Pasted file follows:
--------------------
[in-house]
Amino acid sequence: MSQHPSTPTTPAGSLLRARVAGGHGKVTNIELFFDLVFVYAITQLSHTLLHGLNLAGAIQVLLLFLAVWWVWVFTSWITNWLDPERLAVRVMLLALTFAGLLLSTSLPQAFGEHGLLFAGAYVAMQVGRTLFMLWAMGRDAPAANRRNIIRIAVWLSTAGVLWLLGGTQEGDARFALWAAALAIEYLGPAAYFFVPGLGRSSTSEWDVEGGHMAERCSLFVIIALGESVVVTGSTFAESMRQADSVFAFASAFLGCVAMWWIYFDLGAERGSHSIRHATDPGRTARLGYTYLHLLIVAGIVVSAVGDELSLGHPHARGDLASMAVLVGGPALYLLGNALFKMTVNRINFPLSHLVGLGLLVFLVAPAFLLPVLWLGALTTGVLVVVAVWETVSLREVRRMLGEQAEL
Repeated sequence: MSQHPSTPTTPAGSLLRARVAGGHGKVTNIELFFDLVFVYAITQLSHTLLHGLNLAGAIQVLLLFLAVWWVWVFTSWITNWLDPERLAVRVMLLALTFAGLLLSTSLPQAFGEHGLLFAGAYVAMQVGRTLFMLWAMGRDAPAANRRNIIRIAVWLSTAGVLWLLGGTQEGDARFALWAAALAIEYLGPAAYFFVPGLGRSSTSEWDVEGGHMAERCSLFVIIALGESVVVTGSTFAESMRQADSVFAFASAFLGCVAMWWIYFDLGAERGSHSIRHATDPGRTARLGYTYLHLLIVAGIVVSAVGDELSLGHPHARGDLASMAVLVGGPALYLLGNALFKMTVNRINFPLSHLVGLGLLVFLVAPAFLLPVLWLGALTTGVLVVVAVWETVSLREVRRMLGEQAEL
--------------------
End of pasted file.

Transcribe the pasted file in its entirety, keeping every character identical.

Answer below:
[in-house]
Amino acid sequence: MSQHPSTPTTPAGSLLRARVAGGHGKVTNIELFFDLVFVYAITQLSHTLLHGLNLAGAIQVLLLFLAVWWVWVFTSWITNWLDPERLAVRVMLLALTFAGLLLSTSLPQAFGEHGLLFAGAYVAMQVGRTLFMLWAMGRDAPAANRRNIIRIAVWLSTAGVLWLLGGTQEGDARFALWAAALAIEYLGPAAYFFVPGLGRSSTSEWDVEGGHMAERCSLFVIIALGESVVVTGSTFAESMRQADSVFAFASAFLGCVAMWWIYFDLGAERGSHSIRHATDPGRTARLGYTYLHLLIVAGIVVSAVGDELSLGHPHARGDLASMAVLVGGPALYLLGNALFKMTVNRINFPLSHLVGLGLLVFLVAPAFLLPVLWLGALTTGVLVVVAVWETVSLREVRRMLGEQAEL
Repeated sequence: MSQHPSTPTTPAGSLLRARVAGGHGKVTNIELFFDLVFVYAITQLSHTLLHGLNLAGAIQVLLLFLAVWWVWVFTSWITNWLDPERLAVRVMLLALTFAGLLLSTSLPQAFGEHGLLFAGAYVAMQVGRTLFMLWAMGRDAPAANRRNIIRIAVWLSTAGVLWLLGGTQEGDARFALWAAALAIEYLGPAAYFFVPGLGRSSTSEWDVEGGHMAERCSLFVIIALGESVVVTGSTFAESMRQADSVFAFASAFLGCVAMWWIYFDLGAERGSHSIRHATDPGRTARLGYTYLHLLIVAGIVVSAVGDELSLGHPHARGDLASMAVLVGGPALYLLGNALFKMTVNRINFPLSHLVGLGLLVFLVAPAFLLPVLWLGALTTGVLVVVAVWETVSLREVRRMLGEQAEL